Perennials 20-60 cm, colonial; long-rhizomatous. Stems 1-5+, ascending to erect, densely and uniformly strigose, especially distally. Leaves (grayish green) thin to firm, margins entire, apices acute, faces glabrous or strigose; basal usually persistent, petiolate, blades oblanceolate, 50-150 × 5-12(-15) mm, bases attenuate or cuneate, margins entire, apices usually acute; proximal cauline sessile or subpetiolate, blades oblong to narrowly obovate, 50-120 × 5-12 mm, bases attenuate or cuneate; distal sessile, blades 30-70 × 4-10 mm, reduced distally, bases cuneate to ± rounded. Heads in paniculiform arrays, branches ascending. Peduncles moderately to densely strigose, bracts 1-4, linear to oblanceolate. Involucres campanulate, 4-7 mm. Phyllaries in 3-5 series, narrowly oblanceolate or linear (outer) to linear (inner), unequal, bases indurate, margins entire, green zones obovate to elliptic, apices obtuse, faces densely strigose. Ray florets (10-)15-40; corollas violet, laminae 8-13 × 1-1.5 mm. Disc florets 25-65(-80); corollas yellow, sometimes purple-tinged, 4-6 mm, lobes triangular, 0.4-0.8 mm. Cypselae brown, cylindric to obovoid, not compressed, 2-3.5 mm, 3-5-nerved, faces hairy; pappi whitish, 4-7 mm. 2n = 26, 36, 52.
Flowering Jul-Aug. Meadows, grasslands, damp areas in sagebrush steppe and Ponderosa pine woodlands; 500-3200 m; Alta., B.C., Sask.; Ariz., Calif., Colo., Idaho, Mont., Nev., N.Mex., N.Dak., Oreg., Utah, Wash., Wyo.
Symphyotrichum ascendens is widely distributed in the Great Basin. It is an allopolyploid derived from the hybrid between S. spathulatum (x = 8) and S. falcatum (x = 5). Chromosome numbers differ markedly in their geographic distribution, 2n = 26 prevailing in the southwestern part of the range, and 2n = 52 in the northeastern part (G. A. Allen 1985) Backcrosses to both parental species or hybrids with related taxa are sometimes seen where the ranges overlap.
FNA 2006, Kearney and Peebles 1969, McDougall 1973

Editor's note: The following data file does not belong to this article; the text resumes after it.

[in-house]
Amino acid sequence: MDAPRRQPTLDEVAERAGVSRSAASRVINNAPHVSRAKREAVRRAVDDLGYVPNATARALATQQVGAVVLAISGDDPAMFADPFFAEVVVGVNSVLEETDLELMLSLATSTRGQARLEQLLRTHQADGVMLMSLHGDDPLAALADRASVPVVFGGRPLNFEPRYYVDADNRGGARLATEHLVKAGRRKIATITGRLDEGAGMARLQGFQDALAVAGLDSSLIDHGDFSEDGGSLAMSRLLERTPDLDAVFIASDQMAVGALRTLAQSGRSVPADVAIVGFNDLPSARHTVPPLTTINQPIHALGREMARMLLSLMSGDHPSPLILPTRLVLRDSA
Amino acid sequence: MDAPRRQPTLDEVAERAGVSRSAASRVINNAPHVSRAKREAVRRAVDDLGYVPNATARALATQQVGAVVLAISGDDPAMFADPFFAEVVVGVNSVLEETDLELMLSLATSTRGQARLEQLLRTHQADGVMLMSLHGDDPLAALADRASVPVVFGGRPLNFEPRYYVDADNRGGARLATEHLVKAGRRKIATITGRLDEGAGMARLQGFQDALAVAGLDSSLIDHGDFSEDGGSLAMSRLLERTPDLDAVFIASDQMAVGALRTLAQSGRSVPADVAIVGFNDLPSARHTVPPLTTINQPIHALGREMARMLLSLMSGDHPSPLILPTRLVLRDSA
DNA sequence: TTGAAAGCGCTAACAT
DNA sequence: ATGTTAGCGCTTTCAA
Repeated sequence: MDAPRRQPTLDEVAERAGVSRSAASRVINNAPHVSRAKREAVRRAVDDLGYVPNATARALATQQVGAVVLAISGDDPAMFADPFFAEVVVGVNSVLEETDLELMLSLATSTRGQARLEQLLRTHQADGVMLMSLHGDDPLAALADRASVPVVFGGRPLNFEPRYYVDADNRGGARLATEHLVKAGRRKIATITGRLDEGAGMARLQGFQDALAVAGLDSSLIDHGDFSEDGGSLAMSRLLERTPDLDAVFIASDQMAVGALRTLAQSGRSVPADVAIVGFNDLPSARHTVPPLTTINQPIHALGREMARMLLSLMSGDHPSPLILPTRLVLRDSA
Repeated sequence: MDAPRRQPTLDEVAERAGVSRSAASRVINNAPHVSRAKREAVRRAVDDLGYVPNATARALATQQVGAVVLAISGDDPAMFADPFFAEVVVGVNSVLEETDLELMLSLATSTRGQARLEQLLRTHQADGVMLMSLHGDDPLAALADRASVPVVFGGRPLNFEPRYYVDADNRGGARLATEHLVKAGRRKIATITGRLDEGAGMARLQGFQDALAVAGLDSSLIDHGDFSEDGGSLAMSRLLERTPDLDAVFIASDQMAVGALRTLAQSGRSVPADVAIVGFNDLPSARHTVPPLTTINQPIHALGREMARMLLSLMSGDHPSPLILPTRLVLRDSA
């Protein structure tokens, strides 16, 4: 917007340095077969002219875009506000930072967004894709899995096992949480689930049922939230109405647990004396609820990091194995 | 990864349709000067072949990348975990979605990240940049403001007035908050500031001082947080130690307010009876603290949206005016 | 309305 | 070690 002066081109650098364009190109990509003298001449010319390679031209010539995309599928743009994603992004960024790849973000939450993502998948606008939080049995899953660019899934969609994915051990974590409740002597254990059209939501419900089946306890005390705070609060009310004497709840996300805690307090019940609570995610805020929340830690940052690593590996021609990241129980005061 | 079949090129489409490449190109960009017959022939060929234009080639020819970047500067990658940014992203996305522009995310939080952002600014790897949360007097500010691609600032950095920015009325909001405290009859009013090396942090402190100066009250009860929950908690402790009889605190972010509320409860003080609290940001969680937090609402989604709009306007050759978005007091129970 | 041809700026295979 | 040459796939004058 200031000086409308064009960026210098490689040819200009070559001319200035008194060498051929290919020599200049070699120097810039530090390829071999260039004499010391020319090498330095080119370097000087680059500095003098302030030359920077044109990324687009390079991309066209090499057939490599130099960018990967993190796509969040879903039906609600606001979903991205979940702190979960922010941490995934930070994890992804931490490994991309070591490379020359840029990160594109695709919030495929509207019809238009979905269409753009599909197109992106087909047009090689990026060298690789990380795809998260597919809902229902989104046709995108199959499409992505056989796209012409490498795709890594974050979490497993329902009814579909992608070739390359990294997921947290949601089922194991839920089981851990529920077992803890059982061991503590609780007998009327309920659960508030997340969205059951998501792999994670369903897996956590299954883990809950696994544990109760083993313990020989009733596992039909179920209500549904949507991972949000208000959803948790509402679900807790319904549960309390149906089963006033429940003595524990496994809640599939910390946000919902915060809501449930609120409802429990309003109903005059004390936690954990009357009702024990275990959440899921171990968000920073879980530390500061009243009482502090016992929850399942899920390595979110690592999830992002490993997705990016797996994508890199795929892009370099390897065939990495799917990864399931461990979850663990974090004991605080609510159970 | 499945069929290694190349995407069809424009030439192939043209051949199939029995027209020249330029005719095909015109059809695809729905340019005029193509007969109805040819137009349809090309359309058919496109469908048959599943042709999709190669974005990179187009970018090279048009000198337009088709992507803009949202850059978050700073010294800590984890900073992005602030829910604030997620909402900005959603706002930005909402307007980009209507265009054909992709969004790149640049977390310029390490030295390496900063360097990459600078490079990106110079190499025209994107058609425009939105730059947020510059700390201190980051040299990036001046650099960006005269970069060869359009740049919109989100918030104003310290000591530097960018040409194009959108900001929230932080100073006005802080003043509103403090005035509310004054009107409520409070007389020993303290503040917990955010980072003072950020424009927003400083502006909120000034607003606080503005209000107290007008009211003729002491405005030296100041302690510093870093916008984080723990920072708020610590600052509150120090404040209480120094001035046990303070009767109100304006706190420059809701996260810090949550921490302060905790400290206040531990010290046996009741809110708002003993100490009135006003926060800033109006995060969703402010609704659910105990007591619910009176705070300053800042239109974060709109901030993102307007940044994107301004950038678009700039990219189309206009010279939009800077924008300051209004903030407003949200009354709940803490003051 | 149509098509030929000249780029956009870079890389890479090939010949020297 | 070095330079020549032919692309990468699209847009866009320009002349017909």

Duration: Perennial Nativity: Native Lifeform: Forb/Herb General: Herbaceous perennials, to 80 cm tall, ascending to erect, herbage uniformly and densely strigose, plants colonial, with long rhizomes. Leaves: Alternate, cauline leaves sessile, linear to lanceolate, to 12 cm long, margins entire, glabrate to densely pubescent, reduced distally, basal leaves elliptic to oblanceolate, petioled, persistent. Flowers: Heads radiate, rays white, pink, blue, or violet, 15-40, 6-10 mm long, disk flowers yellow, sometimes purple-tinged, with triangular corollas, involucres campanulate, 4-7 mm high, graduated, phyllaries overlapping in 3-5 series, densely strigose with squarrose, herbaceous tips, heads few to many in racemes, panicles, or cymes, occasionally solitary. Fruits: Achenes brown, cylindric to obovoid, not compressed, 2-3.5 mm, 3-5-nerved, pubescent. Pappus of whitish sub-equal capillary bristles, 4-7 mm. Ecology: Found open coniferous forests, mountian meadows, grasslands, damp areas in sagebrush steppe and Ponderosa pine woodlands, from 1,500-10,500 ft (457-3200 m); flowering July-September. Distribution: Saskatchewan to Washington, south to Colorado and northern Arizona. Notes: Good characters for this species are the narrow, pubescent leaves and the phyllaries with squarrose, herbaceous tips. Ethnobotany: Unknown Etymology: Symphyotrichum comes from Greek symphysis for borne together and trichnos for hair, while ascendens means ascending. Synonyms: Aster ascendens, Aster chilensis subsp. ascendens Editor: LCrumbacher 2011